Thu, Jun 14, 2007 - Page 1 News List

Bomber amnesty bid gains support

MAKING AN EXCEPTIONThe `rice bomber' is a `criminal of conscience' who focused attention on the plight of farmers and should be let out of jail, a TSU lawmaker said

By Flora Wang  /  STAFF REPORTER

A proposal to grant an exemption to a man known as the "rice bomber" as part of a proposed amnesty bill for people serving prison sentences of up to one year gained support across party lines in the legislature yesterday.

Declaring "rice bomber" Yang Ju-men (楊儒門) a "criminal of conscience," the proposal, initiated by Taiwan Solidarity Union (TSU) Legislator Lai Shin-yuan (賴幸媛), urges President Chen Shui-bian (陳水扁) to grant Yang special amnesty because his bombing campaign against WTO-mandated rice imports "awakened society's conscience about the treatment of farmers."

"The `rice bomber' incident later helped us in our negotiations with the US on rice imports. It enabled us to help the US understand the pressure coming from farmers [over rice imports]," Lai said at a press conference yesterday.

The TSU requested special amnesty for Yang, saying he would not meet the requirements set by a draft amnesty bill. The bill, proposed by the Cabinet in April, has been put on the agenda for tomorrow's plenary session, although cross-party negotiations on the proposal have not yet been completed.

Yang, who was arrested in November 2004 after a tip-off from his brother, was dubbed the "rice bomber" because he sprinkled small amounts of rice on his homemade explosives. No one was injured in the bombing campaign.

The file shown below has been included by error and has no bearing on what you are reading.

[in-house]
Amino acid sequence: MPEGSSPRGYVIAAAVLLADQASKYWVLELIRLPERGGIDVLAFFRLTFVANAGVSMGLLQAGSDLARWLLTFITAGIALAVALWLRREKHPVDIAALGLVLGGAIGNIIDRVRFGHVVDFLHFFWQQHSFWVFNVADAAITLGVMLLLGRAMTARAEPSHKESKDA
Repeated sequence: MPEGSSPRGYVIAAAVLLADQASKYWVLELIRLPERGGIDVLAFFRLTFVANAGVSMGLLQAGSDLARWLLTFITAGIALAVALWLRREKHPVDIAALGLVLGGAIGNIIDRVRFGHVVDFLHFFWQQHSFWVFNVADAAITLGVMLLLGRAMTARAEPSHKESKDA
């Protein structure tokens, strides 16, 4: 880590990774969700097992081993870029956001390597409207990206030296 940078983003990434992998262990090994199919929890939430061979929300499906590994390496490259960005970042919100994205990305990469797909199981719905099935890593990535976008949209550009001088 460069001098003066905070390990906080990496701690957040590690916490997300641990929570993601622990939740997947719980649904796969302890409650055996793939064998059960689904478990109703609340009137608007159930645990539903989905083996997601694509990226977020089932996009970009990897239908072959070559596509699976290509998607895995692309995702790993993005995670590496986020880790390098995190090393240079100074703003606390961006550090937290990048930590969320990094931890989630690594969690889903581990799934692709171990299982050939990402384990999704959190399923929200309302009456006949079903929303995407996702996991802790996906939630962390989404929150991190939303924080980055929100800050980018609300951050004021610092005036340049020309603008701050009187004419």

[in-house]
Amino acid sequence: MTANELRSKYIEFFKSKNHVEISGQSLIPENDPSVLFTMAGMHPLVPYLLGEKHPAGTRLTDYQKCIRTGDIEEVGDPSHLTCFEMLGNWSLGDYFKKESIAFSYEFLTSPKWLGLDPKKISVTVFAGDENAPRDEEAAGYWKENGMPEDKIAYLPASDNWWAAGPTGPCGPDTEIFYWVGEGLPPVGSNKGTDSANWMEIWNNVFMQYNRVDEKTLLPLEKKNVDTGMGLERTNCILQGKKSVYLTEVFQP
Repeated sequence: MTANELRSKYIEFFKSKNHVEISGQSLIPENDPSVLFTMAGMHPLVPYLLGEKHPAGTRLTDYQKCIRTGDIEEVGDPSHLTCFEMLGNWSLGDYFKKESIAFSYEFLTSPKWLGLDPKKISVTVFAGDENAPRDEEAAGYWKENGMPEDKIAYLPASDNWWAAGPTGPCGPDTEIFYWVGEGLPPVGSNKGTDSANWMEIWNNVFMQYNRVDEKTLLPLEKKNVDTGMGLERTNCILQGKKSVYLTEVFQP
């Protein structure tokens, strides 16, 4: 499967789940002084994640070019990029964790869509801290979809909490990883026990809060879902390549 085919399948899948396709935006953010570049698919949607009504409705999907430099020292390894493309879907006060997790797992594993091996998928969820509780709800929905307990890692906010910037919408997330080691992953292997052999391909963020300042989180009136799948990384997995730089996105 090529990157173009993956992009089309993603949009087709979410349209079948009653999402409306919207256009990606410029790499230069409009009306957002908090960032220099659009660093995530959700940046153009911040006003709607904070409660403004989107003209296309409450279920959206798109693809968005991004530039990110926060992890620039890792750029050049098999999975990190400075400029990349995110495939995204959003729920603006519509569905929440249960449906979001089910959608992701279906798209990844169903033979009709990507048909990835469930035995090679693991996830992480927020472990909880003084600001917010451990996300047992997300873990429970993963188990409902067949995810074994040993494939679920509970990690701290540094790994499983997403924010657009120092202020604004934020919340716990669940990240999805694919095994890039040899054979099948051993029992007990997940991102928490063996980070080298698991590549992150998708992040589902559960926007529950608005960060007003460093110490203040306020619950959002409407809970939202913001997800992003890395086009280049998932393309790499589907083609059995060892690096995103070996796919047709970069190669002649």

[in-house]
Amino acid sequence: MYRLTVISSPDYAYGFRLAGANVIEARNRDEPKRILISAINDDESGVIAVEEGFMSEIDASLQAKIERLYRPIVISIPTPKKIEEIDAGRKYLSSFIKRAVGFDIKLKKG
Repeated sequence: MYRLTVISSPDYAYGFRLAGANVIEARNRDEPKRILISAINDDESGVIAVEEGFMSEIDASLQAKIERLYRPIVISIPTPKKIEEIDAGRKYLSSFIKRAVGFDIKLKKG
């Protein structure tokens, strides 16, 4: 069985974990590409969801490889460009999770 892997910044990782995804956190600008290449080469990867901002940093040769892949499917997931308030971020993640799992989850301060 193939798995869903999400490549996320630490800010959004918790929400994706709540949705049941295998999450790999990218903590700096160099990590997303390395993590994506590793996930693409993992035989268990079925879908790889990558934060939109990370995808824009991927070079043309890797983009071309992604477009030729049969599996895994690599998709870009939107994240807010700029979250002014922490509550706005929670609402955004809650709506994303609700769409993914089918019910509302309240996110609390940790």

Yang was born to a family of farmers and learned how to handle explosives in the military.

A note accusing the government of threatening the survival of farmers was found along with a bomb planted in a Taipei park in November 2003. Over the next few months, 16 more bombs were found in parks, telephone booths and trains. Two of the devices exploded, but caused no injuries and only minor damage.

Yang, a former chicken vendor, said during his trial that he had resorted to the bombing campaign to attract the government's attention and highlight the plight of local farmers after the nation's accession to the WTO in 2002.

He was sentenced to seven-and-a-half years in jail and a fine of NT$100,000 in 2005, but the Taiwan High Court in January last year reduced his sentence to five years and 10 months, saying his motive had not been malicious.

Activists and farmers say that the nation's entry to the WTO has hurt its rice producers as the government slashed agricultural subsidies, conditionally opened the market to rice imports and lowered tariffs on agricultural items to fulfill its obligations as a WTO member.

Democratic Progressive Party caucus whip Wang Tuoh (王拓) said he had endorsed Lai's proposal.

The Chinese Nationalist Party (KMT) caucus yesterday also urged the president to grant a special pardon to Yang.

KMT caucus whip Hsu Shao-ping (徐少萍) said what Yang had done reflected the predicament facing farming villages following the country's entry to the WTO and was aimed at reminding the president to take care of farmers.

"Yang is a prisoner of conscience, not a criminal. His actions represented justice. The president should grant him amnesty right away," Hsu said.

The Presidential Office said last night that President Chen would consider granting Yang a pardon if all elements of his case meet the requirements of the law.

The draft amnesty bill would allow prisoners serving sentences of up to one year to qualify for amnesty. The pan-blue camp wants the threshold to be extended to either one-and-a-half years or three years.

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